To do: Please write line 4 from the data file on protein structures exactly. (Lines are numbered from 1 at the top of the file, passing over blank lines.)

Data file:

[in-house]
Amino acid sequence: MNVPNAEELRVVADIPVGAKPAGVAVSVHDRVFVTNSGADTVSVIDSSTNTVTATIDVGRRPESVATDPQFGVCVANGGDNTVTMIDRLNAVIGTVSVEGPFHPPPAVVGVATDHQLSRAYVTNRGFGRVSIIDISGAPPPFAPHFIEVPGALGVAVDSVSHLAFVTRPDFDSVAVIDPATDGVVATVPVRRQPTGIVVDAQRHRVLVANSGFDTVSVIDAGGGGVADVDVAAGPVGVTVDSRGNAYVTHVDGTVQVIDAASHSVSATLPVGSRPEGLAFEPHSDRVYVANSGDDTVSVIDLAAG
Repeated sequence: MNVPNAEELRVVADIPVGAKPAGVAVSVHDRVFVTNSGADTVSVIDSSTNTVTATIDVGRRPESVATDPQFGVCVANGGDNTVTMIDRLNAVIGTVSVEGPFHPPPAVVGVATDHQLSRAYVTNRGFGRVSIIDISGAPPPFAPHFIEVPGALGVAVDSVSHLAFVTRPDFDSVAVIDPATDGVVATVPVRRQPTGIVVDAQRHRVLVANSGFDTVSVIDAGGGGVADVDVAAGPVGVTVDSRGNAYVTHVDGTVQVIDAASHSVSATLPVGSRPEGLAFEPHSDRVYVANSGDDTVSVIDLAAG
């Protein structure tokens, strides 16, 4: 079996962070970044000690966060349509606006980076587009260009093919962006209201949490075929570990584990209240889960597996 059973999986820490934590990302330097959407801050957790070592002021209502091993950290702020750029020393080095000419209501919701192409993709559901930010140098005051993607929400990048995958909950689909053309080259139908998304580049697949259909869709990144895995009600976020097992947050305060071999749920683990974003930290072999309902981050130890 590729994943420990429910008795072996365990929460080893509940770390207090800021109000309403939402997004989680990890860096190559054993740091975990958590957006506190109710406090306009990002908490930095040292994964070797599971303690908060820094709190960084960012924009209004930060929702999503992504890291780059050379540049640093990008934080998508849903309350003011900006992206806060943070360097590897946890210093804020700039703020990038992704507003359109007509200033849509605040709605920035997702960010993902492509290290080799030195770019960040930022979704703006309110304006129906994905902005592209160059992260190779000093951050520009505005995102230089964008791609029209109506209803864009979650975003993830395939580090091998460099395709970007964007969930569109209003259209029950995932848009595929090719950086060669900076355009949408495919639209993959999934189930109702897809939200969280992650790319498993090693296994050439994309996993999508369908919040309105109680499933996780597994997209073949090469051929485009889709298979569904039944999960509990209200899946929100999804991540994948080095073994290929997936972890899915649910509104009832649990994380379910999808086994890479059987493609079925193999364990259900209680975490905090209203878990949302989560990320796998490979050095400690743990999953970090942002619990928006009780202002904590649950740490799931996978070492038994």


């Protein structure tokens, strides 16, 4: 079996962070970044000690966060349509606006980076587009260009093919962006209201949490075929570990584990209240889960597996 059973999986820490934590990302330097959407801050957790070592002021209502091993950290702020750029020393080095000419209501919701192409993709559901930010140098005051993607929400990048995958909950689909053309080259139908998304580049697949259909869709990144895995009600976020097992947050305060071999749920683990974003930290072999309902981050130890 590729994943420990429910008795072996365990929460080893509940770390207090800021109000309403939402997004989680990890860096190559054993740091975990958590957006506190109710406090306009990002908490930095040292994964070797599971303690908060820094709190960084960012924009209004930060929702999503992504890291780059050379540049640093990008934080998508849903309350003011900006992206806060943070360097590897946890210093804020700039703020990038992704507003359109007509200033849509605040709605920035997702960010993902492509290290080799030195770019960040930022979704703006309110304006129906994905902005592209160059992260190779000093951050520009505005995102230089964008791609029209109506209803864009979650975003993830395939580090091998460099395709970007964007969930569109209003259209029950995932848009595929090719950086060669900076355009949408495919639209993959999934189930109702897809939200969280992650790319498993090693296994050439994309996993999508369908919040309105109680499933996780597994997209073949090469051929485009889709298979569904039944999960509990209200899946929100999804991540994948080095073994290929997936972890899915649910509104009832649990994380379910999808086994890479059987493609079925193999364990259900209680975490905090209203878990949302989560990320796998490979050095400690743990999953970090942002619990928006009780202002904590649950740490799931996978070492038994």